As we discussed in Part 1, if your equity in your home is more than the exemption amount for your situation, you may not be able to keep your home in a Chapter 7 bankruptcy. You'll need to consider a Chapter 13.
If you're current on your mortgage payments as in the original question above, a Chapter 13 bankruptcy allows you to keep you house as long as you can show the court that you can afford to do the following things. Then of course you have to actually do those things.
1. Pay into the Chapter 13 monthly payment plan, over three or five years, enough to:
– Pay your "preferred creditors" what you owe (for example, most
– Pay your unsecured creditors (credit cards, etc.) at least as much as you would have to pay them in a Chapter 7 bankruptcy.
2. Pay into the Chapter 13 monthly payment plan all of your disposable income (net income less expenses) as shown in your bankruptcy filing. This amount is not in addition to 1 above, but is another requirement for the payment amount that has to be satisfied.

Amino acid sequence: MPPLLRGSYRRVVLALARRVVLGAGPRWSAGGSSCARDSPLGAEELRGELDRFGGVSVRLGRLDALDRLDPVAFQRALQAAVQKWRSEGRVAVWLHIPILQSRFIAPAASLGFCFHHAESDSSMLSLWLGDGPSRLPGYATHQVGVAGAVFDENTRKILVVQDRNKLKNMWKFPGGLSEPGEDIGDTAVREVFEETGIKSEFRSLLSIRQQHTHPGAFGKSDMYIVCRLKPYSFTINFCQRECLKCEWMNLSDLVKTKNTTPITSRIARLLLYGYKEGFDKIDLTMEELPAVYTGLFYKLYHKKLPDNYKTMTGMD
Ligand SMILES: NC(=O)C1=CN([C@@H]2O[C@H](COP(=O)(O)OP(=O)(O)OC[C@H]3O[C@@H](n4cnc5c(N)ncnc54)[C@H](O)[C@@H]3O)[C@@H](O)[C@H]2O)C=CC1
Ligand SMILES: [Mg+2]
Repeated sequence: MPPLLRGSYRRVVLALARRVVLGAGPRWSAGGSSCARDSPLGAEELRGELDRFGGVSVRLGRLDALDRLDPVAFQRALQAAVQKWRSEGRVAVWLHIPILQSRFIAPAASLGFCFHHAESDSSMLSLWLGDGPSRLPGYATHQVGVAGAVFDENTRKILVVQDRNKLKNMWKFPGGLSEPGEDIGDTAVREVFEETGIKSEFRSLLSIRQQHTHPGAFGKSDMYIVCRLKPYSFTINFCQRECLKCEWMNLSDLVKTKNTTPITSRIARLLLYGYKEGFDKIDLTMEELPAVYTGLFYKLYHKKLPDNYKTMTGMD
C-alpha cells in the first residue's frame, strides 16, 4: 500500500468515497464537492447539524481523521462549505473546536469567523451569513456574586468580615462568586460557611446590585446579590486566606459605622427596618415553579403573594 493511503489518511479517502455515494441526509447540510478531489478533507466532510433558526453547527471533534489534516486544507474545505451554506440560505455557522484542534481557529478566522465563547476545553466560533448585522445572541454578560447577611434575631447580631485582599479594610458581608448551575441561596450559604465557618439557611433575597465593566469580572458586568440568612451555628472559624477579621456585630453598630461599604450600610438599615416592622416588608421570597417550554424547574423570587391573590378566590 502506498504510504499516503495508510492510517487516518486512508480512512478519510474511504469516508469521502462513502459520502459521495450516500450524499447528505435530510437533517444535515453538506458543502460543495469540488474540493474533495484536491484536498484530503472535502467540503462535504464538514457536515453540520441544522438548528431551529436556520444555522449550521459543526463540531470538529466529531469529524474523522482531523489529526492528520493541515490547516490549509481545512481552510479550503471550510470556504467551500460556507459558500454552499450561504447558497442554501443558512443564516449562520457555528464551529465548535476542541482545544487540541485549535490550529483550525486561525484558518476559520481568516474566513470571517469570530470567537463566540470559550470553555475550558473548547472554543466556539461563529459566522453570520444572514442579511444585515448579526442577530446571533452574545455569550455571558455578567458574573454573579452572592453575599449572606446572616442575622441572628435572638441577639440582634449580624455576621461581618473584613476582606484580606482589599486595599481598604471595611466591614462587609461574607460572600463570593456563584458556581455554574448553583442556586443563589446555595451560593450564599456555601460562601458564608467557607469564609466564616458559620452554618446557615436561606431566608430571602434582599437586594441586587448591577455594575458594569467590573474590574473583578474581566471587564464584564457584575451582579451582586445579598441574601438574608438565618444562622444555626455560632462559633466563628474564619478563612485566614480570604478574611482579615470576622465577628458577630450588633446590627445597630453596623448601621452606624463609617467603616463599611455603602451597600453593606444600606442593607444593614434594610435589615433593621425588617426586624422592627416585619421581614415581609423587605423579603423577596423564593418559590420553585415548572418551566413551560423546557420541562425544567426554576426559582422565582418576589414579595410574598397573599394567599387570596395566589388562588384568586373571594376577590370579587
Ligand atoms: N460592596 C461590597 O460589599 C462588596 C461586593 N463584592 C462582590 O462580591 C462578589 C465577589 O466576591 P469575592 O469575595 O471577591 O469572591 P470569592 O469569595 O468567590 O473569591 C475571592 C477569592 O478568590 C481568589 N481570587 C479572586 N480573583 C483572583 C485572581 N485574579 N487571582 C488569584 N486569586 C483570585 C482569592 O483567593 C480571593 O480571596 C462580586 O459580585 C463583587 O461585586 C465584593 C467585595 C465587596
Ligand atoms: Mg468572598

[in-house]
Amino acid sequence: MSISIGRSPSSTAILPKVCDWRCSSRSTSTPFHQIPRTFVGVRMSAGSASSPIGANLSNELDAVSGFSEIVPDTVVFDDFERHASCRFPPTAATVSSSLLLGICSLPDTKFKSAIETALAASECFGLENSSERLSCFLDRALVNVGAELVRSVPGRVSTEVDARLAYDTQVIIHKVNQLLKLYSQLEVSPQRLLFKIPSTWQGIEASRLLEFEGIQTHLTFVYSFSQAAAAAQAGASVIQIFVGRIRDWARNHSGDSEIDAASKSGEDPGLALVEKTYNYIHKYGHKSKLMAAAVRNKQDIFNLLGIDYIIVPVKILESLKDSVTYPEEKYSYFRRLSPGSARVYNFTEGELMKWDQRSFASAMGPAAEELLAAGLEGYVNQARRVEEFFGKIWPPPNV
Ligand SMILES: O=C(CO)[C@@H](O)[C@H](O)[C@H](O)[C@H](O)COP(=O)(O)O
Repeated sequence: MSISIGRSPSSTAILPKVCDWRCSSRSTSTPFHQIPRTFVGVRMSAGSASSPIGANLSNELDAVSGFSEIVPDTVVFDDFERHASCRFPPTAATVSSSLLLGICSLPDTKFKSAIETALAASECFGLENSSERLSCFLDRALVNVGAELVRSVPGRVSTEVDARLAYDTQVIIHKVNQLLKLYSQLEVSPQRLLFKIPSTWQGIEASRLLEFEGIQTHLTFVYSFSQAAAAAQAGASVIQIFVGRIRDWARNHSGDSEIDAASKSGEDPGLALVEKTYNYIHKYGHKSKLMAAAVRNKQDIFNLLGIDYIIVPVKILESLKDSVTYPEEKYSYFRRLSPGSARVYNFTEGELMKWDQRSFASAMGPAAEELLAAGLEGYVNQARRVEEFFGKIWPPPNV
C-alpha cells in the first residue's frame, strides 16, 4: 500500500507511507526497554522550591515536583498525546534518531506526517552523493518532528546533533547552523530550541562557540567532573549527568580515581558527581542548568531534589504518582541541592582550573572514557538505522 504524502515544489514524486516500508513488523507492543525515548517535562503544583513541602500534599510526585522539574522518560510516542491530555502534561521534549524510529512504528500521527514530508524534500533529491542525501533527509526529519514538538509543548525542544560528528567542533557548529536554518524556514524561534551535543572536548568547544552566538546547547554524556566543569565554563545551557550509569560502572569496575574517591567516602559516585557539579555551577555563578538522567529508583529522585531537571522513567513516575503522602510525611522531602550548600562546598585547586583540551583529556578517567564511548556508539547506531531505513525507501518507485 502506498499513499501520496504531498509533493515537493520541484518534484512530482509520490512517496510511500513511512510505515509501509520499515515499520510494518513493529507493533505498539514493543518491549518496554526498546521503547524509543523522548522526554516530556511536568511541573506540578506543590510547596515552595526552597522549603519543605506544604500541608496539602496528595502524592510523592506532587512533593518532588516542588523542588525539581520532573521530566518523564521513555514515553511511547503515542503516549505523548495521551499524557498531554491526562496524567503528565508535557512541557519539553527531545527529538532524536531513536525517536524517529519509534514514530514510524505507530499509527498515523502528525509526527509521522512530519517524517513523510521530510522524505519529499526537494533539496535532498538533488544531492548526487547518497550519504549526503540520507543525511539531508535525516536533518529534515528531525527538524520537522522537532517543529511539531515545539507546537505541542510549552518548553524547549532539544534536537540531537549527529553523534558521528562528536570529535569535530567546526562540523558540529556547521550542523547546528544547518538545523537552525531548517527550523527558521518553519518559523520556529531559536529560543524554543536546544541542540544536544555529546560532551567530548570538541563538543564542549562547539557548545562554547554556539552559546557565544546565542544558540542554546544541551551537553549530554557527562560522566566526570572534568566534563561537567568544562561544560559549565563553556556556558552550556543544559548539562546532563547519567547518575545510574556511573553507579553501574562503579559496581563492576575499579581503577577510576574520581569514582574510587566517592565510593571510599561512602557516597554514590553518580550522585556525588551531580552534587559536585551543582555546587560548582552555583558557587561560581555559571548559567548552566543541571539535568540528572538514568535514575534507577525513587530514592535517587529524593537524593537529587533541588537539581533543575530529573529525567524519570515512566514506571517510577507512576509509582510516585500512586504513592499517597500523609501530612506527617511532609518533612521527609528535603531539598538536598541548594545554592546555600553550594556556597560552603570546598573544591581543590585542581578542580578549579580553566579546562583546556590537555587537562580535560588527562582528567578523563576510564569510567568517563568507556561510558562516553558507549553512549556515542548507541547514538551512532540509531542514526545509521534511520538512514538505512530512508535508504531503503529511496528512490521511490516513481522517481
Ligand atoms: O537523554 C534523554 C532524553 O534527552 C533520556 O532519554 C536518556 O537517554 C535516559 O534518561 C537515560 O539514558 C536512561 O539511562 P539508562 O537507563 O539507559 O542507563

3. Continue to be current on your mortgage payments.
After the end of the payment plan, your unsecured debts will be discharged (eliminated) regardless of how much you're paid on them through the payment plan. And you got to keep your house!
Needless to say, there's more to a Chapter 13 bankruptcy than the quick look
here, but this should give you a good idea of whether a Chapter 13 might be
valuable for you.
Will they take my house if I file bankruptcy? (Part 1)
Will they take my house if I file bankruptcy? (Part 3)
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